There are indications of global cooling for the last two or so years and a plateau before. Solar cycle 23 has not been too strong in its waning years, whenever they may end, so a lower bound for the solar impact would be to assume a -1/3 contribution from the sun. AGW should have increased even more, mainly because of the dramatic increase of the Chinese coal consumption from less than 1 bn tons to now 3 bn tons in the last ten years.
    This still should lead to net warming of 1/3 of the previous values or more., but not to cooling.
    Finally think of the thermal expansion of the oceans which caused the sea level to raise by 3 cm- hard data. Temperature increases are observed down to 1000 m and more. From the distribution of the temperature rises – hard data – you can calculate the additional heat stored. It is ten times the additional heat which is stored in the atmosphere. This is a big buffer when cooling starts. So you wonder a bit why this buffer and the increased AGW have not prevented cooling at all.
    In conclusion you may think that this somewhat more of solar contribution is 1/3 or even bigger. Then a 2/3 or bigger total solar contribution to the previous warming may also easily explain why the oceans have been warmed in such big depths. Sun light pentrates down to 100 Meter, while the infrared light of the AGW effect penetrates only 1 Millimeter.

  21. Paul K, you may avoid making vague claims and simply show us where to find the “best records” of Artic sea ice thickness.
    The processing of these “best records” (by yet another model) has been made by Rothrock et Al 1999 in GRL and I’m not impressed: data end in 1997 and only one comparison is made between 2 periods: 1958-73 compared to 1993-1997 on… 29 (!) locations.
    And Rothrock, whose claim that the Arctic’s thickness has decreased 40% has been circulated worlwide by AGWers, has been contradicted by Winsor* who found that there was no decrease of ice thickness in the 90s or Holloway** who found much smaller decrease or even no decrease if you shift the comparison periods by just 1 year ! (cherrypicking ?).
    So please Paul K, be specific and show us these “best data” and tell us what “best” is compared to.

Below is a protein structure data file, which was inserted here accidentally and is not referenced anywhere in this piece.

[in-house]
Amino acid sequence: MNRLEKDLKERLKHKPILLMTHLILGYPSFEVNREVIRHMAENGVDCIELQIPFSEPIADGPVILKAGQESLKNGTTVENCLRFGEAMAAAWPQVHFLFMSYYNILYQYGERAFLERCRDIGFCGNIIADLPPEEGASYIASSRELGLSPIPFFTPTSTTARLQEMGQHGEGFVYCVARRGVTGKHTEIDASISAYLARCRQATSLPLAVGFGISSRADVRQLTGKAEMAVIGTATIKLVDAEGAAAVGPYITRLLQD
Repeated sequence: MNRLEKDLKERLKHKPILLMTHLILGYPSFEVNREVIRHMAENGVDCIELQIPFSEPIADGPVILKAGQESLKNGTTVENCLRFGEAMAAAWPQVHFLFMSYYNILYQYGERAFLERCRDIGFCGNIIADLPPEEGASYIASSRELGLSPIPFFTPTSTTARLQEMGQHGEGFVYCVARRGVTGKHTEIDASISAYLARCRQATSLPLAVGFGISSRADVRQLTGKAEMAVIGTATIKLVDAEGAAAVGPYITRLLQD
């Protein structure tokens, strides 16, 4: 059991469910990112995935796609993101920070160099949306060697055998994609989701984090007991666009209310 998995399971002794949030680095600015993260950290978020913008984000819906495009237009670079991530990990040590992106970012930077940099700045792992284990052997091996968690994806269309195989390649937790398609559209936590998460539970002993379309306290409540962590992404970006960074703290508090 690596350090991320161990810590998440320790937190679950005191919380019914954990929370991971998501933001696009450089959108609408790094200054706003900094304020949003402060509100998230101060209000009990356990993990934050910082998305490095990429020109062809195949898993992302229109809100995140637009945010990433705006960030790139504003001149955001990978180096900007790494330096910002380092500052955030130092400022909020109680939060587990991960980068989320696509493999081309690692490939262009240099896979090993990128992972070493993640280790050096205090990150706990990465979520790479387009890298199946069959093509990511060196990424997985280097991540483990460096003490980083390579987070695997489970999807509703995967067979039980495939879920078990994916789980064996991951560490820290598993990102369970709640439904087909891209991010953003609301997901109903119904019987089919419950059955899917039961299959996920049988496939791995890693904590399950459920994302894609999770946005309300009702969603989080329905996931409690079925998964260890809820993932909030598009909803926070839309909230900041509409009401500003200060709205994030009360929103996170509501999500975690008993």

AFAIK, there is no consensus on the usability of those data to determine thickness and trends in thickness and depending on the model to interpolate them, results vary wildly.
    * Winsor, P., 2001. Arctic sea ice thickness remained constant during the 1990s, Geophysical Research Letters, 28, 1039–1041.
    **Holloway, G., and T. Sou, 2002. Has Arctic Sea Ice Rapidly Thinned? Journal of Climate, 15, 1691–1701.

  22. Paul K,
    I do not see in any of your posts where you attribute the ice melt to AGW. I understand your point that one should not be using the lesser ice melt this year as any kind of a sign of global cooling. I am just curious about your position on AGW and GW. Are you a proponent of natural cycles or is it all our fault?

  23. Dave Andrews wrote: “In fact the earlier records seem to indicate that there were considerable changes over time, its just that we, today like those at the time, are unable to determine how great those changes were.”
    This was in reference to an earlier poster who wrote that the 20s and 30s saw similar ice melts in the Arctic.
    The problem is that very stable long term ice structures are melting off and disappearing. The underwater ice ridges have mostly disappeared. Most troubling is the loss of the extremely stable ice shelves in the Canadian Arctic archipelago. The Ward ice shelf has been around for close to 4000 years, and it is breaking up. In fact, these ice shelves have lost 90% of their ice in the last century, according to this article.